I thought I would cover what the prerequisites are for learning programming in Swift for iOS app development in a straight forward manner. And as I am now just beginning to create a module “course” based on an app I’m currently developing that will be for a straight-up beginner, I’m just going to put this all in here, the direction and rough preview of how I’m going to structure it in this post.
Now a lot of the stuff I plan to cover are things that I am practicing, conversations I’ve had with programmers at work and outside of work, etc. - my goal is to provide what I wish I had when I first started learning app development.
Now I have done countless tutorials, signed up for and completed online courses and all that hoopla, so there are a lot of pet-peeves that I have. I’m going to give it to you straight - I don’t want to waste your time by stroking my huge ego or using fancy techie terms. There will be no jargon, no BS!
Programming is challenging and there are no shortcuts - so don’t let anyone tell you any different. As a budding programmer that was struggling with learning how to think like one, here’s what I am going to provide to any newcomer who finds me on Youtube or decides to do any of the modules that I plan to release:
- I’ll give you a recipe upfront. - I don’t want to waste your time and have you work through a whole, flippin’ tutorial to only find that it doesn’t help you at all until after you’ve completed it or your not sure what you’ve learned/done. You don’t bake a cake this way, so why should you learn to code this way. I will present what I will cover up front: from the prerequisties, to code used, to frameworks, references, resources, technologies, etc. - the BIG PICTURE before I go through any tutorial. It totally up to YOU if you want to read through it, practice, learn, or follow it. Feel free to modify any part of it. Time is flippin’ precious!
- No magic box sh!t. I will NOT, I repeat, NOT give you a starter project to upload just to implement one feature. I’ll build a project either from scratch or reference one that I have built before in another tutorial (with links and code provided). Practice makes perfect.
- No gamification tactics. - Gamification is for video games! This tactic will only give you a false sense of accomplishment and doesn’t encourage experimentation. I don’t like it, so I just won’t do it. I’d rather you get that sense of accomplishment from completing a fully functioning line of code or app because you built it. There will be no participation trophies given out. Suck it up, buttercup!
- I will cover Unit Testing & Test-driven development(TDD) from the VERY beginning. Why? Less typing more problem solving! AND because absolutely NOBODY covers it! Unit testing your code makes sure what you are programming actually works from the get-go, plus writing comments everywhere is just stupid as hell, especially if you have to review what you coded months ago!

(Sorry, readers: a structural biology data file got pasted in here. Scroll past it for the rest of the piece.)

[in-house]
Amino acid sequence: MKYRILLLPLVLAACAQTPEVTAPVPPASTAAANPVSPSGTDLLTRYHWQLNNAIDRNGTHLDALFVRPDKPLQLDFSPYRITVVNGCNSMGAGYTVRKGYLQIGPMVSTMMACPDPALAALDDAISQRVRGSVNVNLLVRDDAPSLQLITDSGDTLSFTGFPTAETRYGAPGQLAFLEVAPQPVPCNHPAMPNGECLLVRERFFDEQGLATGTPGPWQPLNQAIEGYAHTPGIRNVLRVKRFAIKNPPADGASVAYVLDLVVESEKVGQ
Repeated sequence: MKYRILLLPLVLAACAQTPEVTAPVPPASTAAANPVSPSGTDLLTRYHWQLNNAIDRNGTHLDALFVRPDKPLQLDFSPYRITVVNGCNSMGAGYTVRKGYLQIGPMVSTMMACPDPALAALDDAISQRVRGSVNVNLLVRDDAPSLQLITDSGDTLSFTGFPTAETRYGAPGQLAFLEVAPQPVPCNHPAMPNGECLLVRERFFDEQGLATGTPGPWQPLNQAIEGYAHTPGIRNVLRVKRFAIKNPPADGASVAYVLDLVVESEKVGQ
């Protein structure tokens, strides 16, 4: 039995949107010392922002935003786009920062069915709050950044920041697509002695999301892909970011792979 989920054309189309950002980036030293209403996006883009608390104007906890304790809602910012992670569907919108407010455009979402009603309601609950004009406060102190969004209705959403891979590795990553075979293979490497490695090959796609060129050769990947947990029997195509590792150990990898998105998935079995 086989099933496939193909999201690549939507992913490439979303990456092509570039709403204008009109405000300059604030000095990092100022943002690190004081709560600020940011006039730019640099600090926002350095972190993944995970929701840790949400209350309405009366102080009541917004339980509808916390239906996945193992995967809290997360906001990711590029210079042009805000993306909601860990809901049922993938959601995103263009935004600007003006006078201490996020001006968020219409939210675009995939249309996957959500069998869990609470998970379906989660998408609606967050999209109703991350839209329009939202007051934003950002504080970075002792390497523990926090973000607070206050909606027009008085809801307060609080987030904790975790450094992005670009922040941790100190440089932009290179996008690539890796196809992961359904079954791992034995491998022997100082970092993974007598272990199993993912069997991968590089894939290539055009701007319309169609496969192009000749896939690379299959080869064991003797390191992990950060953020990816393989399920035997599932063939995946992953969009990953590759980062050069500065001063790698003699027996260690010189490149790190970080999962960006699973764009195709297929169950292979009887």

Are you STILL HERE & READING this post!?
Hot damn! I didn’t scare you away and you really do want to level up! Well then - Let’s start learning how to code and program in Swift 5, here’s how to get started:
First, Get acquainted with the Swift language and put in some practice in. If you don’t know what Swift is, here are some references and resources to practice it.
Download that Swifty 5
- Download Swift 5
- If you have a Mac, just go to the App Store and download Xcode.
- If you have Linux, just follow the instructions in the Swift.org website to install on Ubuntu.
- If you have a PC, partition that biatch and run a virtual instance of Ubuntu 18 then install Swift.
- OR START RIGHT NOW, here’s an online Swift Editor to give the language a go right in your browser.
- Download Xcode to complete the modules that I will be releasing soon.
SUPER DUPER TIPS for BUTTERCUPS
- PRACTICE MAKES PERFECT - Create your own examples of the what you learn as you go through Swift’s Language Guide. Practice coding in Swift and watch as many YouTube videos as needed to get familiar with the language.
- STUDY LIKE YOU ARE GOING TO TEACH - Take detailed, written notes for parts of the language that you find difficult to understand. (Write them as though you have to teach someone about it).
- GET COMFORTABLE WITH DOING INTERNET SEARCHES - If you aren’t comfortable with doing internet searches now, you will be. You’ll find most your questions about the language will have been already asked and answered just by Duckduckgoing or Googling what your questions are or errors you encounter.
- EMBRACE THE SUCK! You can’t seem to figure out how to implement a framework, wonder why you can’t get data to pass through or just don’t know how to code a closure. You will get frustrated. Your sanity will be tested. You’ll wonder if you are an idiot. You will have some bad days (and sometimes weeks). Just keep at it. Persevere. Challenge the critics, real and imagined.
- If you are super stuck in the suck zone = ASK FOR HELP!- Reach out to others on social media. The developers that are pretty active on Twitter and YouTube are usually super friendly and helpful. There is no such thing as a stupid question.
- FINALLY, FIGURING SH!T OUT IS REWARDING AF!Trust me, every time you fix a bug or figure out out how to do something challenging, you will have a lot of “YES!” moments: That feeling is like sweet manna from heaven!
Let’s do this!